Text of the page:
• Moore (2010) J. E. Moore, Nature (London) 464, 194 (2010).
  • Ast and Höchst (2003) C. R. Ast and H. Höchst, Phys. Rev. B 67, 113102 (2003).
  • Koroteev et al. (2004) Y. M. Koroteev, G. Bihlmayer, J. E. Gayone, E. V. Chulkov, S. Blügel, P. M. Echenique,  and P. Hofmann, Phys. Rev. Lett. 93, 046403 (2004).
  • Hofmann (2006) P. Hofmann, Prog. Surf. Sci. 81, 191 (2006).
  • Hsieh et al. (2008) D. Hsieh, D. Qian, L.Wray, Y. Xia, Y. S. Hor, R. J. Cava,  and M. Z. Hasan, Nature (London) 452, 970 (2008).
  • Roushan et al. (2009) P. Roushan, J. Seo, C. V. Parker, Y. S. Hor, D. Hsieh, D. Qian, A. Richardella, M. Z. Hasan, R. J. Cava,  and A. Yazdani, Nature (London) 460, 1106 (2009).
  • Hsieh et al. (2009) D. Hsieh, Y. Xia, L. Wray, D. Qian, A. Pal, J. H. Dil, J. Osterwalder, F. Meier, G. Bihlmayer, C. L. Kane, Y. S. Hor, R. J. Cava,  and M. Z. Hasan, Science 323, 919 (2009).
  • Tichovolsky and Mavroides (1969) E. Tichovolsky and J. Mavroides, Solid State Commun. 7, 927 (1969).
  • Red’ko and Rodionov (1985) N. A. Red’ko and N. A. Rodionov, Pis’ma Zh. Eksp. Teor. Fiz. 42, 246 (1985).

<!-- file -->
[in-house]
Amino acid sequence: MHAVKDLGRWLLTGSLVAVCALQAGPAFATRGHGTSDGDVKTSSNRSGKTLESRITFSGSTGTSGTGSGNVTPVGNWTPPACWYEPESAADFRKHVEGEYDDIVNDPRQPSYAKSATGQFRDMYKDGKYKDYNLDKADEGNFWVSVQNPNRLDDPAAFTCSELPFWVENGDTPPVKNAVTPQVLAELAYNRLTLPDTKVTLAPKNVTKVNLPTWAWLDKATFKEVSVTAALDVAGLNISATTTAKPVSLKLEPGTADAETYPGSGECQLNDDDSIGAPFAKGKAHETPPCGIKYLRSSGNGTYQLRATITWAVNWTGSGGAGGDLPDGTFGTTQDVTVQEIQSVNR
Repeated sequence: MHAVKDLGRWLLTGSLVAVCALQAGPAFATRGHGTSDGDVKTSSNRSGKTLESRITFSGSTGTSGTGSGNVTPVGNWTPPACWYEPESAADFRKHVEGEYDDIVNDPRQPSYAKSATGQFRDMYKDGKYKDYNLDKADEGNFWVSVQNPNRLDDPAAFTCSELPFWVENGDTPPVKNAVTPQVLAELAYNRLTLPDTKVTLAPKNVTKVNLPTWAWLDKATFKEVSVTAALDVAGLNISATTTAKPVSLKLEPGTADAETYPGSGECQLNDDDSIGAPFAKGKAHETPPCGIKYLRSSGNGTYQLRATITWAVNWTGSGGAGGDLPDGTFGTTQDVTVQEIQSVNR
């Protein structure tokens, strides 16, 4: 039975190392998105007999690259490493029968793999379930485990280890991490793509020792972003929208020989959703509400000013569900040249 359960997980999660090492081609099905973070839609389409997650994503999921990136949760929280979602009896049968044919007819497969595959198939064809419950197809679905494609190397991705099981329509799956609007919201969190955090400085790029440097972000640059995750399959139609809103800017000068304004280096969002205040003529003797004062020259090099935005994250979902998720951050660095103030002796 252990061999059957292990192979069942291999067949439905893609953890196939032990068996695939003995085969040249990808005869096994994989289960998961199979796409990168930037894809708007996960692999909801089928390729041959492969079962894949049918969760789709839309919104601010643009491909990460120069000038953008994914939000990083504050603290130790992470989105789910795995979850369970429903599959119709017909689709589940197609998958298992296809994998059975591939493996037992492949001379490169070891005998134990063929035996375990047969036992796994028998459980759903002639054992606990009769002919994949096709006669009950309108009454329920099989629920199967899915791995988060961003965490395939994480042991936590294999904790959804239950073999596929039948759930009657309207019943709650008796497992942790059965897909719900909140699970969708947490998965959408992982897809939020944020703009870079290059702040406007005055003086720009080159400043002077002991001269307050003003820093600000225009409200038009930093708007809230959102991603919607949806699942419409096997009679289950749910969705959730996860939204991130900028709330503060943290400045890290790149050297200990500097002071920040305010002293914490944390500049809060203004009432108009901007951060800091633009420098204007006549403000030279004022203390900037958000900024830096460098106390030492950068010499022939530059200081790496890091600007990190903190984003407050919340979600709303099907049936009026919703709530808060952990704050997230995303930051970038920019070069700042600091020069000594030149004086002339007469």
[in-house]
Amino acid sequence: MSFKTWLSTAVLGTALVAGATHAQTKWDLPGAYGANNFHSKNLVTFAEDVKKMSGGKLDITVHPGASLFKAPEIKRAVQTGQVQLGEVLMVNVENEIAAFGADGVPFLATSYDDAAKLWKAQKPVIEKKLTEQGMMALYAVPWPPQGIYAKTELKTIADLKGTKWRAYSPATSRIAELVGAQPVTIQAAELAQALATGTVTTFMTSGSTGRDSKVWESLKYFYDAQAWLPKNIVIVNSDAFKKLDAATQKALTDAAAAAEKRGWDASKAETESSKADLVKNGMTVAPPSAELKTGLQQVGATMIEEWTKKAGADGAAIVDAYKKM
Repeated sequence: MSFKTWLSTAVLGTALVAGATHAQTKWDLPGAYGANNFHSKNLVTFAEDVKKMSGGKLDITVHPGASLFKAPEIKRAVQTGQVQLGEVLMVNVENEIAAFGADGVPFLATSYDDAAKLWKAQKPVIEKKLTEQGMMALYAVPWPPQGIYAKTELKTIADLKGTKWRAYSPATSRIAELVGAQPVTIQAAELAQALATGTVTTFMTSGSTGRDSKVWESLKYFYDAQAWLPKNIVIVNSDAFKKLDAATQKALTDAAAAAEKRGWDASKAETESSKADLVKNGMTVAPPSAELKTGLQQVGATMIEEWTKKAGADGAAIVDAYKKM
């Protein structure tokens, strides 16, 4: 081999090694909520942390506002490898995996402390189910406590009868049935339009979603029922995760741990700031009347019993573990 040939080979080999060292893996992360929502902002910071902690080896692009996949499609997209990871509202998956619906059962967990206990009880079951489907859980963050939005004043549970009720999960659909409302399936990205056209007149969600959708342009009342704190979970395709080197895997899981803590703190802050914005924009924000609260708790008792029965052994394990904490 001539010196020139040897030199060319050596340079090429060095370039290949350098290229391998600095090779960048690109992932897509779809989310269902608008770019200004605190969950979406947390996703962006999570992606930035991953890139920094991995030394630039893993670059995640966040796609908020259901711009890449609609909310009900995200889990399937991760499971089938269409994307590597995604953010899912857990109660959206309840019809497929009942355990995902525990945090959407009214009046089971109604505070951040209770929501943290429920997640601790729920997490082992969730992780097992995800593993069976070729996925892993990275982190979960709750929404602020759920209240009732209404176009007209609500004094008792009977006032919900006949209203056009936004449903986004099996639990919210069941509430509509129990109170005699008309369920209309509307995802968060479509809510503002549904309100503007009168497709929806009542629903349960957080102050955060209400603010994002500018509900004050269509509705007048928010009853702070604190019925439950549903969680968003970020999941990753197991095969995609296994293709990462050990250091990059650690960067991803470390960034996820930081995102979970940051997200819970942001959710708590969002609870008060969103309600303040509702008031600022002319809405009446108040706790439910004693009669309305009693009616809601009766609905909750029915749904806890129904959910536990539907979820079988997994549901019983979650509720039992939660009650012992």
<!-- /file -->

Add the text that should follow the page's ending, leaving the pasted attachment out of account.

• Ohtsubo et al. (2013) Y. Ohtsubo, L. Perfetti, M. O. Goerbig, P. L. Fèvre, F. Bertran,  and A. Taleb-Ibrahimi, New J. Phys. 15, 033041 (2013).
  • Maltz and Dresselhaus (1970) M. Maltz and M. S. Dresselhaus, Phys. Rev. B 2, 2877 (1970).
  • Vecchi and Dresselhaus (1974) M. P. Vecchi and M. S. Dresselhaus, Phys. Rev. B 10, 771 (1974).
  • Isaacson and Williams (1969) R. T. Isaacson and G. A. Williams, Phys. Rev. 185, 682 (1969).
  • Brown et al. (1963) R. N. Brown, J. G. Mavroides,  and B. Lax, Phys. Rev. 129, 2055 (1963).
  • Smith et al. (1964) G. E. Smith, G. A. Baraff,  and J. M. Rowell, Phys. Rev. 135, A1118 (1964).
  • Golin (1968) S. Golin, Phys. Rev. 166, 643 (1968).
  • Timrov et al. (2012) I. Timrov, T. Kampfrath, J. Faure, N. Vast, C. R. Ast, C. Frischkorn, M. Wolf, P. Gava,  and L. Perfetti, Phys. Rev. B 85, 155139 (2012).
  • Teo et al. (2008) J. C. Y. Teo, L. Fu,  and C. L. Kane, Phys. Rev. B 78, 045426 (2008).
  • Yazyev et al. (2012) O. V. Yazyev, E. Kioupakis, J. E. Moore,  and S. G. Louie, Phys. Rev. B 85, 161101(R) (2012).
  • Aguilera et al. (2013a) I. Aguilera, C. Friedrich, G. Bihlmayer,  and S. Blügel, Phys. Rev. B 88, 045206 (2013a).
  • Kane and Mele (2005) C. L. Kane and E. J. Mele, Phys. Rev. Lett. 95, 146802 (2005).
  • Fu et al. (2007) L. Fu, C. L. Kane,  and E. J. Mele, Phys. Rev. Lett. 98, 106803 (2007).
  • Hirahara et al. (2012) T. Hirahara, N. Fukui, T. Shirasawa, M. Yamada, M. Aitani, H. Miyazaki, M. Matsunami, S. Kimura, T. Takahashi, S. Hasegawa,  and K. Kobayashi, Phys. Rev. Lett. 109, 227401 (2012).
  • Liu et al. (2011a) Z. Liu, C.-X. Liu, Y.-S. Wu, W.-H. Duan, F. Liu,  and J. Wu, Phys. Rev. Lett. 107, 136805 (2011a).